A conversation with the man who co-founded The Village Voice and wrote the first biography of Andy Warhol
John Wilcock is the Zelig of '60s counter-culture publishing and a missing link in the narrative of those socially, politically, and culturally critical times. He was co-founder of The Village Voice, East Village Other (EVO), Other Scenes, and the Underground Press Syndicate, which codified the term "underground" for alternative publications. He contributed to a dozen other periodicals, was a pioneer of original programming on public access TV, a prolific travel writer, and a member of Andy Warhol's Factory. His life and work in New York, from 1954 through 1971 is being made into a serialized bio comic, a collaboration between Ethan Persoff and Scott Marshall, whose second installment, "Co-Founding the Village Voice" with Norman Mailer, Marlene Dietrich, Ammon Hennacy, Moondog, and Steve Allen, and the women of the NYC Women's House of Detention is now online.
A recent exhibition and panel discussion on the history of The East Village Other, "Blowing Minds: 1965-1972" at the NYU's Arthur L. Carter Journalism Institute has brought the unretiring octagenarian Wilcock—who now resides in California and still publishes his "Column of Lasting Insignificance" online in The Ojai Orange: Being the Ongoing Journal of John Wilcock, That Peripatetic Patriarch of the Free Press—back onto my radar. I knew him slightly back in the late '60s and took this opportunity to delve further into his byzantine history.
Born in Sheffield, England in 1927,Wilcock had read a lot about Greenwich Village and its famous artists, writers, Bohemians, so when he landed in New York, he told me in a recent interview, "I fully expected to find some fabulous local paper that would tell me where all the action was and parties were." Without knowing a soul, after finding a cheap apartment on Waverly Place, he wandered over to Sheridan Square, where he put up a handwritten note in the Seven Arts bookstore asking if anybody was interested in helping him start a paper. "We had a few meetings attended by [future Voice editors] Dan Wolf, Ed Fancher and others, but nobody had any money so nothing came of it." A year later, the money was found and Wilcock was asked to join.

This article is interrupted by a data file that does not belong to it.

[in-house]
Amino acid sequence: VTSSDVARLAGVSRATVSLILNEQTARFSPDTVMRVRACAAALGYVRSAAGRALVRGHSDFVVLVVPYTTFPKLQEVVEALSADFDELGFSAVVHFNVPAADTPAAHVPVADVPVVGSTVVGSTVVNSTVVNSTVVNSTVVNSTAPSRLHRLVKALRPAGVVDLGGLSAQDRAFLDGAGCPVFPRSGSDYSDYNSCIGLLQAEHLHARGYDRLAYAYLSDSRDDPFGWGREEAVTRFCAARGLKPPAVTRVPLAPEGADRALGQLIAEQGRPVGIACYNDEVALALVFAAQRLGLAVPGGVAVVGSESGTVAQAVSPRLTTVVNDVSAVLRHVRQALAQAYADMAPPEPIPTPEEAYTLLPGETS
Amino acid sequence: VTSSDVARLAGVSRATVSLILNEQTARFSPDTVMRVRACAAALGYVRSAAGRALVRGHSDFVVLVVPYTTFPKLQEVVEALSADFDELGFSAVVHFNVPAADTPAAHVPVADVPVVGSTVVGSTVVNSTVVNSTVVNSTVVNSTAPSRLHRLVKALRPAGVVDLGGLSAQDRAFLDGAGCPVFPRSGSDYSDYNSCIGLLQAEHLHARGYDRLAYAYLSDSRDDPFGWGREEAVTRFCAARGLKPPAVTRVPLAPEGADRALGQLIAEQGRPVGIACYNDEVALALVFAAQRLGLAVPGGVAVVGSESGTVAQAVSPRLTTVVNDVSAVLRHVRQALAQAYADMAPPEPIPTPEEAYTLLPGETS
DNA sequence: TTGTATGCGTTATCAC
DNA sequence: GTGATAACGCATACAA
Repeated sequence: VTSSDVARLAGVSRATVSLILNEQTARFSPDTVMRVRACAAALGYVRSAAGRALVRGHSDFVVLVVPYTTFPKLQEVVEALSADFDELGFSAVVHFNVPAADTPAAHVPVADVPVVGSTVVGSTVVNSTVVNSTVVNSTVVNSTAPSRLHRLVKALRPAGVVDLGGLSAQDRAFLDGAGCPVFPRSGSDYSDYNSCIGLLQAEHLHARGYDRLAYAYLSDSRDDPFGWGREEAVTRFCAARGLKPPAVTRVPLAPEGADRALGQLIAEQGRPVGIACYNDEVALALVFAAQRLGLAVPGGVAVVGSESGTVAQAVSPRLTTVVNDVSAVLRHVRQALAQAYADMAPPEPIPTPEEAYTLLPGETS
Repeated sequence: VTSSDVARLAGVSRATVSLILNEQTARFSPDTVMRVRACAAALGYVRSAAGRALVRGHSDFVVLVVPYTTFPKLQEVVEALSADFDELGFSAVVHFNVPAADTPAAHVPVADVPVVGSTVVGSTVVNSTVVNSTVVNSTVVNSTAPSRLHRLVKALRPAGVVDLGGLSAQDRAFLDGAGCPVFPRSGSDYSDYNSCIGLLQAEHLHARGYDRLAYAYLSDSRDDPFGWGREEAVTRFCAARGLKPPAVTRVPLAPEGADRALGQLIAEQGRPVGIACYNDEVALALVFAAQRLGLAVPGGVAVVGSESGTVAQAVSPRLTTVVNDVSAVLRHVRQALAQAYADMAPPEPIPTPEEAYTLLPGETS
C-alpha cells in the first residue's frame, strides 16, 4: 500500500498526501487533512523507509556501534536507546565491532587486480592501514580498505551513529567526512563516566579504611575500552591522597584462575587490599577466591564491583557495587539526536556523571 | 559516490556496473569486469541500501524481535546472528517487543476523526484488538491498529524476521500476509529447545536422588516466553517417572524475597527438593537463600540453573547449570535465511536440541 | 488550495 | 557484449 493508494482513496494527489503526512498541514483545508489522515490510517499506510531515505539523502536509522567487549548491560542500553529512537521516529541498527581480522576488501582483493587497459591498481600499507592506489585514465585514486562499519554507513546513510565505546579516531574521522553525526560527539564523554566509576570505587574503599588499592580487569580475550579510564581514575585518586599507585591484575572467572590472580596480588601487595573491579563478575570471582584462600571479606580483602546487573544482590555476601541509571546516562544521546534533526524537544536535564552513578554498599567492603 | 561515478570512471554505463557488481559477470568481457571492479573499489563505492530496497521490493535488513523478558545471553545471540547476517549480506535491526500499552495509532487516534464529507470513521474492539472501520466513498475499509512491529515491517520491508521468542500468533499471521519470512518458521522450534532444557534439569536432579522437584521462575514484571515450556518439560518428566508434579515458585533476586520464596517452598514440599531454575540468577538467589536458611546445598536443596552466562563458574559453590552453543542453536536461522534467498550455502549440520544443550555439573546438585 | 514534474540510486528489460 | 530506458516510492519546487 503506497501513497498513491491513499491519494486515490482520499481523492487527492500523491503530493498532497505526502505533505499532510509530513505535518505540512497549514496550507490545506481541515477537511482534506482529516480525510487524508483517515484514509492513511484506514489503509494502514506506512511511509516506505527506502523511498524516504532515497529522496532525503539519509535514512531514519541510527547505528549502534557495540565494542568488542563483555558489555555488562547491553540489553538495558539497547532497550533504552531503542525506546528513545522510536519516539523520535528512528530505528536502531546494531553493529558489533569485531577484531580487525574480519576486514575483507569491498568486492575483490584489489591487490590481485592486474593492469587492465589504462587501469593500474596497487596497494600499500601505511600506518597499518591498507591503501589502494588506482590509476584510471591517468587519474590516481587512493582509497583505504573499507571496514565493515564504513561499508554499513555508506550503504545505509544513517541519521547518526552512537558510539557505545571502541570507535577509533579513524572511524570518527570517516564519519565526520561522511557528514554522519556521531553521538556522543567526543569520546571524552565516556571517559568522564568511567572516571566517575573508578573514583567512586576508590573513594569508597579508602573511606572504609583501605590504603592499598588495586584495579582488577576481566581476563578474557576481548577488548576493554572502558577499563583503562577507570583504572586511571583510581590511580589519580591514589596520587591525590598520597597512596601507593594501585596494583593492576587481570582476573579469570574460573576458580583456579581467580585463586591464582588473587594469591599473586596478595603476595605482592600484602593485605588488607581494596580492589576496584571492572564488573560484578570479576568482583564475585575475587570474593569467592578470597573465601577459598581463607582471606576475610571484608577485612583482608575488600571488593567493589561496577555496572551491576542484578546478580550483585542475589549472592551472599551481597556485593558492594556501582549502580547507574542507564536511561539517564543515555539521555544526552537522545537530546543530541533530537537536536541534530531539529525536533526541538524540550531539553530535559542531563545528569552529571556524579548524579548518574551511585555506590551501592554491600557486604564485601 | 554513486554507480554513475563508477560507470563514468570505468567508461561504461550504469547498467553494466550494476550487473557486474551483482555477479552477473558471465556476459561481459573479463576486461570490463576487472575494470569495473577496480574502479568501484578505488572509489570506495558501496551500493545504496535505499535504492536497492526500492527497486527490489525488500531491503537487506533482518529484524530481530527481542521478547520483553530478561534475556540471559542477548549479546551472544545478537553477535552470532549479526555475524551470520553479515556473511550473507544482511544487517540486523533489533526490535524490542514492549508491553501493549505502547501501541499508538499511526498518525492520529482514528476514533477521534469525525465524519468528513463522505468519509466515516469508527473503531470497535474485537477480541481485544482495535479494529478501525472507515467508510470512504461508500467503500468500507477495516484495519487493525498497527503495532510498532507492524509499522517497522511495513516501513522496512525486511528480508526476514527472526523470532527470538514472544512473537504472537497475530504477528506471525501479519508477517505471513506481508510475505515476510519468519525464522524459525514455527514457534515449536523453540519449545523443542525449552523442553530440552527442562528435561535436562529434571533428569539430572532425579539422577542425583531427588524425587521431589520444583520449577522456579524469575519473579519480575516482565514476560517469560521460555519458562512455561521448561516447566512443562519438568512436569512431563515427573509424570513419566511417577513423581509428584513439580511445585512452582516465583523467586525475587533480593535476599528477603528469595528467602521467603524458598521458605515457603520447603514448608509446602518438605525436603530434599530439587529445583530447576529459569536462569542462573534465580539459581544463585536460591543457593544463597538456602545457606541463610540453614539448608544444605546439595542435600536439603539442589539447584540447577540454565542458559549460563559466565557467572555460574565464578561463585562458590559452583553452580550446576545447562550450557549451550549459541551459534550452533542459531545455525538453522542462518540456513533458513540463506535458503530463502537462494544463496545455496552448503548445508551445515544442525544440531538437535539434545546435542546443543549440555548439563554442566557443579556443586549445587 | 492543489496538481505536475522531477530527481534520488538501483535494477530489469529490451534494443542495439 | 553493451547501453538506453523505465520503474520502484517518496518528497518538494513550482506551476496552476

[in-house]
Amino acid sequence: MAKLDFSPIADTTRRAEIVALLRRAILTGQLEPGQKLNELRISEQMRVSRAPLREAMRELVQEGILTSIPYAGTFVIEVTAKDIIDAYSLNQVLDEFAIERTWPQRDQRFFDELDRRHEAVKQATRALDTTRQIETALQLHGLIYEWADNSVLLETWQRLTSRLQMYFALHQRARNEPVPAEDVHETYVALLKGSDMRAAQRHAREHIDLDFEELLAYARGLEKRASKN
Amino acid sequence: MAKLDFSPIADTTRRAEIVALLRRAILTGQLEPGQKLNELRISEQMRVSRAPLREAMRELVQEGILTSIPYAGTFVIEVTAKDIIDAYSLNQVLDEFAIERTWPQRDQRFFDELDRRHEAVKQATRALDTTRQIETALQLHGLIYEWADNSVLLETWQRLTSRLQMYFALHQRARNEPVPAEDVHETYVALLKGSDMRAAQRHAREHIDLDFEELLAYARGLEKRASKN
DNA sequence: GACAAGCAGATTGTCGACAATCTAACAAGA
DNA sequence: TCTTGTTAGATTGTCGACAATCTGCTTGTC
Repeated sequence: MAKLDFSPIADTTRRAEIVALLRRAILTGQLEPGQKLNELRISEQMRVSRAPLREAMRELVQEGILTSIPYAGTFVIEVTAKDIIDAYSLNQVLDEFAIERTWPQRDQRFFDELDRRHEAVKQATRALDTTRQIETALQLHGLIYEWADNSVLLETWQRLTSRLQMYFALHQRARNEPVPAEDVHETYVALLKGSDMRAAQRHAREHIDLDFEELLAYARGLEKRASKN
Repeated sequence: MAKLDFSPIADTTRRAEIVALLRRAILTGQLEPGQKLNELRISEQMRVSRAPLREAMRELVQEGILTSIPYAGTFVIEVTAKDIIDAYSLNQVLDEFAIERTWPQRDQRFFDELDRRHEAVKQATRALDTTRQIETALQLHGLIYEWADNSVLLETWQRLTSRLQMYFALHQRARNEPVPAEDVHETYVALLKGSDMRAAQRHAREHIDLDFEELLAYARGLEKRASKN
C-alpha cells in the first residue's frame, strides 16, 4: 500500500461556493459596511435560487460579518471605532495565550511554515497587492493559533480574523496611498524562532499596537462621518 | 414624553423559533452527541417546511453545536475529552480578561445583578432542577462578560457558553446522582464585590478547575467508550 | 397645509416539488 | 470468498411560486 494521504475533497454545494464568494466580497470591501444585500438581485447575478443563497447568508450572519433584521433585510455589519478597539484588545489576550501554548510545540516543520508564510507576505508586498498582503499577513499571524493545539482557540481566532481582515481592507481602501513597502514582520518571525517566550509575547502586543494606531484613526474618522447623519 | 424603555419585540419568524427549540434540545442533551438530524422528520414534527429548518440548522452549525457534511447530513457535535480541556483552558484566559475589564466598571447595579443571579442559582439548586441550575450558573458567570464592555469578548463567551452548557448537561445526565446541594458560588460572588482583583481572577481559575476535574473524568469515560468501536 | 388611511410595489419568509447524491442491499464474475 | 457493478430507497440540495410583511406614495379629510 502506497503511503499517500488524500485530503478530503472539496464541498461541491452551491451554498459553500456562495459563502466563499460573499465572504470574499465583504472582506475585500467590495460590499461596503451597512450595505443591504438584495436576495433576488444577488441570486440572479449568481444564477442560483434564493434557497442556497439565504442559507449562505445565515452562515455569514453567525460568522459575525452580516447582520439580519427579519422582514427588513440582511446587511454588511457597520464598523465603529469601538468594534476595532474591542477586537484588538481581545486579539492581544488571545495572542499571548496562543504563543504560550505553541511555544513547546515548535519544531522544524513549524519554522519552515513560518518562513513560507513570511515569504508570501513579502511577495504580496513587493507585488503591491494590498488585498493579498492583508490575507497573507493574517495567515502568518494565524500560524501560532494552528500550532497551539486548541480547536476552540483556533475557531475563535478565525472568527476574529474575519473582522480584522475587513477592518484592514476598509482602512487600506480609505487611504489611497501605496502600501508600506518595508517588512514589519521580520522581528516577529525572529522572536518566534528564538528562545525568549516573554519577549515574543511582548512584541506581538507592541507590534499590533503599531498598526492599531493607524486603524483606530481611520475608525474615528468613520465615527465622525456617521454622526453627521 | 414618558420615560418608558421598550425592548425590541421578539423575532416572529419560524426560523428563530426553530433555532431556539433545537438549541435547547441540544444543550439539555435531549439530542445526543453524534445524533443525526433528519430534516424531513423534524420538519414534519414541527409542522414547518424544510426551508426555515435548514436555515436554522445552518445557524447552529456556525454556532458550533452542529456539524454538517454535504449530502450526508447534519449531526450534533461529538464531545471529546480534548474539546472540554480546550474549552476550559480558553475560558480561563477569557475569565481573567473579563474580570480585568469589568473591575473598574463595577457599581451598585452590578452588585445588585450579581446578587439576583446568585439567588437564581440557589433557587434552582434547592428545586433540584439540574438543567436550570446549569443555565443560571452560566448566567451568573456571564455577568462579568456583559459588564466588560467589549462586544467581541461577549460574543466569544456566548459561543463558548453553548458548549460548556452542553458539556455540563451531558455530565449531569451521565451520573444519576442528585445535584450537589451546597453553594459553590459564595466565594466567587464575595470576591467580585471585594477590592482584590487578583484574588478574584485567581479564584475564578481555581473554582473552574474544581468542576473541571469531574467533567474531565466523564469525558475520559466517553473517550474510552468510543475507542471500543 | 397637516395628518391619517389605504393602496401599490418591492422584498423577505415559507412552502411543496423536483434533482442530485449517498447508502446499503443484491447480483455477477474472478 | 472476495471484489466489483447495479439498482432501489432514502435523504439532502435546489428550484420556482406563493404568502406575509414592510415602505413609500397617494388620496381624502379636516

The Village Voice marked a major shift from the old-school neighborhood journalism of The Villager to a more aggressively partisan approach. It took a certain amount of temerity to start a paper back then, but Wilcock had worked for the Daily Mail while still in his teens and the Daily Mirror right afterwards. Initially he emigrated to Canada, where he worked for the BUP wire service (later UPI) and the magazines Saturday Night and Liberty, so starting a paper didn't faze him. Wilcock does not, however, take credit for the path the Voice then took, although of course he brought an international dimension to it from the start. "I was the first news editor but soon came to spend most of my time on a weekly column which was always rather widespread in its subject, the result I suppose of having by now worked as a journalist in three countries." Wilcock was not the stereotypical underground gadfly.
He worked three years on the New York Times travel desk and graduated to writing Frommer's early $5-a-day books after meeting Mr. Frommer at a party. Yet after ten years of writing his column he resigned from the old-left Voice for the culturally new-left East Village Other. "My move came about not from any initiative on my part," he explained. "No, what happened was that I met this enticing lady, Sherry Needham, wooed her a few times, and made her promise to star in The Singing Tit-o-Gram (four pix in one of those 25c machines) for my column when I got back from a trip to Japan. On my return, I found she'd shacked up with Walter Bowart [the publisher of EVO] but she agreed to do the photo thing as long as Walter came along. After our stoned trio had pulled this off, Walter asked me if I'd write for his new paper and I agreed."